Transcendentalism Of Henry David Thoreau Essay by The Research Group

Transcendentalism Of Henry David Thoreau
An examination of the American individualist's views on life, nature and primary human concerns, focusing on Transcendental qualities in "Walden."
# 15276 | 1,125 words | 5 sources | 2000 | US
Published on Jul 17, 2003 in Literature (American) , Philosophy (History - 19th Century)


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"Henry David Thoreau, in Walden, or Life in the Woods, describes, among many other experiences, the transcendental life-style he experienced in his two-year experiment at Walden Pond. Although Thoreau did not consider himself, and would never have considered himself, a member of any group which confined his individualism and independence with any sort of dogma, his outlook on life, nature and man's primary concerns in life and nature coincided with many of the essential Transcendentalist principles. His experiences and writings in Walden reflect his alignment with the Transcendentalists.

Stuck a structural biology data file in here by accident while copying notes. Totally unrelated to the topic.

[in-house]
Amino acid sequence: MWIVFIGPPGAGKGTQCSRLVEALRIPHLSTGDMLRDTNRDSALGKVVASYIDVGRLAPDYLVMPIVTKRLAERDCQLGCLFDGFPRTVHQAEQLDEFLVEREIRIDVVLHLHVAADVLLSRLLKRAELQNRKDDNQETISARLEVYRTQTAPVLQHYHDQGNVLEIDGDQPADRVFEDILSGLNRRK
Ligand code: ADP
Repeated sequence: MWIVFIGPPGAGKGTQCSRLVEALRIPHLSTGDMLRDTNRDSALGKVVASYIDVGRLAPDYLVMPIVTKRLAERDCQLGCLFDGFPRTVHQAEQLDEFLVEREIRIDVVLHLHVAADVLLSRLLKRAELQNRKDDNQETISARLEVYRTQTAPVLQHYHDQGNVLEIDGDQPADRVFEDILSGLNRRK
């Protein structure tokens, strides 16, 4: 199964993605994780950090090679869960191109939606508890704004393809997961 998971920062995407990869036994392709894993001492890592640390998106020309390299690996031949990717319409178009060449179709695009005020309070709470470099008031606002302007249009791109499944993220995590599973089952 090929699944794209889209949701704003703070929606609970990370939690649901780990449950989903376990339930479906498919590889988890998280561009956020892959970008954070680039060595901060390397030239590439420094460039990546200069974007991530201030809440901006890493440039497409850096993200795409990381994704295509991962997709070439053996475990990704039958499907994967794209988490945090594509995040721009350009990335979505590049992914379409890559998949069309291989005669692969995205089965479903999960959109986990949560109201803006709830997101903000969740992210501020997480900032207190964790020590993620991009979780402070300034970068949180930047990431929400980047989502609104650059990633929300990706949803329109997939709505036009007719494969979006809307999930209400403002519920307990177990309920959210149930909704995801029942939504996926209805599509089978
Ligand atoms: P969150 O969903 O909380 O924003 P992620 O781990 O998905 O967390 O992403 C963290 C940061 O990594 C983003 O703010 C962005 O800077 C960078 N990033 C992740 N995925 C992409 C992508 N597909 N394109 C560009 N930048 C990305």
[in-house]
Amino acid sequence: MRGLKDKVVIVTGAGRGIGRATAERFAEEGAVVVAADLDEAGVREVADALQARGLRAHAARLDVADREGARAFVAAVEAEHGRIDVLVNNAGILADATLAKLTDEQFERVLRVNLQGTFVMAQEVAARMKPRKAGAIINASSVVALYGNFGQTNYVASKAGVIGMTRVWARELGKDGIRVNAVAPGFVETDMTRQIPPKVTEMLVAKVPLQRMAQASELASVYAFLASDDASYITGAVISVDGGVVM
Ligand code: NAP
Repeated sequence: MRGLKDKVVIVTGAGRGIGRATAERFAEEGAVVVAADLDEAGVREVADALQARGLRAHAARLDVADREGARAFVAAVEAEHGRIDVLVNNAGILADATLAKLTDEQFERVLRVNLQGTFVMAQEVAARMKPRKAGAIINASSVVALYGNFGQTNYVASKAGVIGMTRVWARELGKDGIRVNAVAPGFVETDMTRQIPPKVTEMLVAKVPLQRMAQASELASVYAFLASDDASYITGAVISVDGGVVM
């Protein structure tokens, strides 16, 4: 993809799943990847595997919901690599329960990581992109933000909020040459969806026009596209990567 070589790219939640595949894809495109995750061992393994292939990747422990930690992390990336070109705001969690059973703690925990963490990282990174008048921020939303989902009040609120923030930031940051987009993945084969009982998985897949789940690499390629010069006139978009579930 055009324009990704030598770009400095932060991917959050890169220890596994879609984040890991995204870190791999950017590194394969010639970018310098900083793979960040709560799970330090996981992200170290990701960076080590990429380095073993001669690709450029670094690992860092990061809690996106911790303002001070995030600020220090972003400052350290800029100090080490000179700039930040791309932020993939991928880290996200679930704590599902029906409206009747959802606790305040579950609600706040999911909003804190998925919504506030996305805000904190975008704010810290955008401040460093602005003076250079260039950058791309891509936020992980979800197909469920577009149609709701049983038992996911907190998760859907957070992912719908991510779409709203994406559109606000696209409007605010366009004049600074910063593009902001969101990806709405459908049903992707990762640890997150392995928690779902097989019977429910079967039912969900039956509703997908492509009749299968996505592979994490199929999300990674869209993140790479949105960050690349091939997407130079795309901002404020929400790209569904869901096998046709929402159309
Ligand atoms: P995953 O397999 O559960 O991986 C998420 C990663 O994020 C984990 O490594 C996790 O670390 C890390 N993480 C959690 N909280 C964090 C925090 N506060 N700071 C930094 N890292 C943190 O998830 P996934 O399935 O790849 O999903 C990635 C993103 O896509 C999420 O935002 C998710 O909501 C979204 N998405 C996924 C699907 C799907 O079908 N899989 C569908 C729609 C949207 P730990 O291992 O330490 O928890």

Transcendentalism is seen by its critics as an abstract and idealized conception in which the world is a spiritual realm where real life is left behind: "See the holes made in the bank yonder by the swallows. Take away the bank, and leave the..."

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